Hopworks Urban Brewery (HUB), the first Certified B Corporation brewery in the Pacific Northwest, has announced it will honor mug club memberships from recently closed breweries, cideries, and bars in the Portland area.
When friends get together, they often drink beers. In the case of Snow Peak Brewing, the first brewery to open in Stayton, Oregon, a group of friends got together and decided to make beer and sell it.
The husband and wife team—and brewers—Crystal and Matt Spenner have the chops to prove it. Matt won second place in the 2016 Oregon Brew Crew Classic while Crystal won first place for her Haybox Amber at Portland’s SheBrew in 2017. They’ve both been brewing for years.
On the back-end, Doug Naugle handles the logistics and distribution while his wife Cari is “The Budget Boss.” Brittany Klein (who comes from the Goschie Farms hops family) is the tasting room manager and handles all merchandising, while husband Chris will drive sales and marketing and handle outside keg sales and food truck schedules.
During the day, the owners have various jobs that range from welding inspector to teacher, and in Chris’ case, Sales Manager for Cascade Floors, known for installing flooring in breweries across the country.
Stayton, Oregon sits between Oregon Route 22 and the Santiam River east of Salem. It was named after Drury Smith Stayton, one of the town’s first settlers, who built a sawmill there in 1870. Through the early 20th century, Stayton transitioned to more of an agricultural town and benefited from the timber industry. According to the city’s website, “a decline in the timber industry during the 1980’s pushed Stayton toward becoming the diverse economy and community that it is today.”
So, why open a brewery in Stayton?
“We’re all mostly from here and pretty much work locally here,” says Chris Klein. “We graduated from here, were baptized here, still live here, and wanted to make the brewery local.”
Officially kicking open the doors over the summer, the transition to home brewing to setting up a physical location was fairly seamless.
They launched a Kickstarter campaign to see if people were really interested in bringing a brewery into Stayton and exceeded their goal. “And then we were like, well I guess we need to plug forward and actually make this happen,” Klein says.
The next steps, naturally, involved looking for the right space.
Lucky for them, the city of Stayton had recently changed the zoning laws in downtown to allow for light manufacturing and retail space to help revitalize downtown Stayton. That meant they didn’t have to do a conditional use and, in fact, the city encouraged them, helping them find just the right space.
They ended up choosing the old Santiam Water Control District building. It’s the classic older brick building with two huge open doors they retrofitted into glass doors that open to the street. The space sits in downtown Stayton, “right before it hits the water, so we’ve got a pretty good location. Everything else just kind of fell into place,” says Klein.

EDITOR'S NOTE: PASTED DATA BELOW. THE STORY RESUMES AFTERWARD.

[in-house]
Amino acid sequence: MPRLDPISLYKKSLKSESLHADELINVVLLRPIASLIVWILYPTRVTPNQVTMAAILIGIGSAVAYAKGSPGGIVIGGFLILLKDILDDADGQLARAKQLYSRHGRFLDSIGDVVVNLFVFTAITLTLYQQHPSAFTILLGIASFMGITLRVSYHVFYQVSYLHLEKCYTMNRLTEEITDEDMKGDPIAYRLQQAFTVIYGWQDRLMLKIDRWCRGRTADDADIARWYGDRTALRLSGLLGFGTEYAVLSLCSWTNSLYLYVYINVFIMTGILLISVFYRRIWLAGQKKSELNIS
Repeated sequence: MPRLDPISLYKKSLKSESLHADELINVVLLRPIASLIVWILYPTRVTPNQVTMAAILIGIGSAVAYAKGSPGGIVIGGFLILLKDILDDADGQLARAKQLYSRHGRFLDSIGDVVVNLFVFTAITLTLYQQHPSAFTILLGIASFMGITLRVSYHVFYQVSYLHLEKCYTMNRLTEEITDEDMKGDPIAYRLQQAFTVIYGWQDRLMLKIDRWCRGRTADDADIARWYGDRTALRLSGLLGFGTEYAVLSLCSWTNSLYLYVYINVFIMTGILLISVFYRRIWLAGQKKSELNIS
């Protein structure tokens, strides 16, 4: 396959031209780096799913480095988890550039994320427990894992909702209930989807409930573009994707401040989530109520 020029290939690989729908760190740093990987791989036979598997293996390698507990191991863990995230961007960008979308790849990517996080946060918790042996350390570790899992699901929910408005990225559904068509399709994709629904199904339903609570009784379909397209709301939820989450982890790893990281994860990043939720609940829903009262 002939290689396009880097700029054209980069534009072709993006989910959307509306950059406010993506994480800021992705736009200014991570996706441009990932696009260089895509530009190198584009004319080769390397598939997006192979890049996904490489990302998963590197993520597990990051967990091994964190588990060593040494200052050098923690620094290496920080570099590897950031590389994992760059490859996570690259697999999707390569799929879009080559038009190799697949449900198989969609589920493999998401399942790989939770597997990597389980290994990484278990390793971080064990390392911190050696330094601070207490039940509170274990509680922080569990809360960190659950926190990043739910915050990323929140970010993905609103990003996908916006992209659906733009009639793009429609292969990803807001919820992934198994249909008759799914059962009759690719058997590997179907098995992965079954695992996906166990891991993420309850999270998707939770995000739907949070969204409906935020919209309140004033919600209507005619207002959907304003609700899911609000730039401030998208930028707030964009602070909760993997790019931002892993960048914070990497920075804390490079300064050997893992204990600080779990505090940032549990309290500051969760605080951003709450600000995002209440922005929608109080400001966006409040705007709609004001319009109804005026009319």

Their brewing system comes from Colorado Brewing Systems out of Wellington, Colorado and is technically considered a 150 gallon Nano Brewer Down Under Single Vessel.
For now, they’re keeping the beer hyperlocal, manufacturing about 80 gallons per batch, but will soon start distributing kegs around town, starting with Wolfgang’s Thirst Parlor Tap House, Brewski’s, and “a couple of pizza parlors.”
Currently on tap are a smoked IPA, smoked chocolate porter, two fresh-hopped beers, one with Strata and one with Mosaic, an amber, three pales from light to malt forward, and the award-winning Citra Lee and Haybox Amber.
If the successful Kickstarter campaign is any indication, or the fact that Revitalize Downtown Stayton was recently awarded a $200,00 Main Street Revitalization Grant from the State of Oregon, or, as CBRE once said that breweries serve as “beachheads for neighborhood development,” downtown Stayton can now claim its own brewery, a place to hang out, and may eventually spark more growth in its re-emerging downtown.
“Even if it’s little small businesses that bring even more people to the town, it’s going to benefit the rest of the town,” says Klein.
John Chilson writes about Portland history and architecture at Lost Oregon. He's also written for Neighborhood Notes, Travel Oregon, Portland Architecture, Askmen.org, San Diego Reader, and Portland Food and Drink. Follow him on twitter at @LostOregon for local history nerdism; for beer tweets he's at @Hopfrenzy. Shoot him an email at firstname.lastname@example.org if you want to get in touch.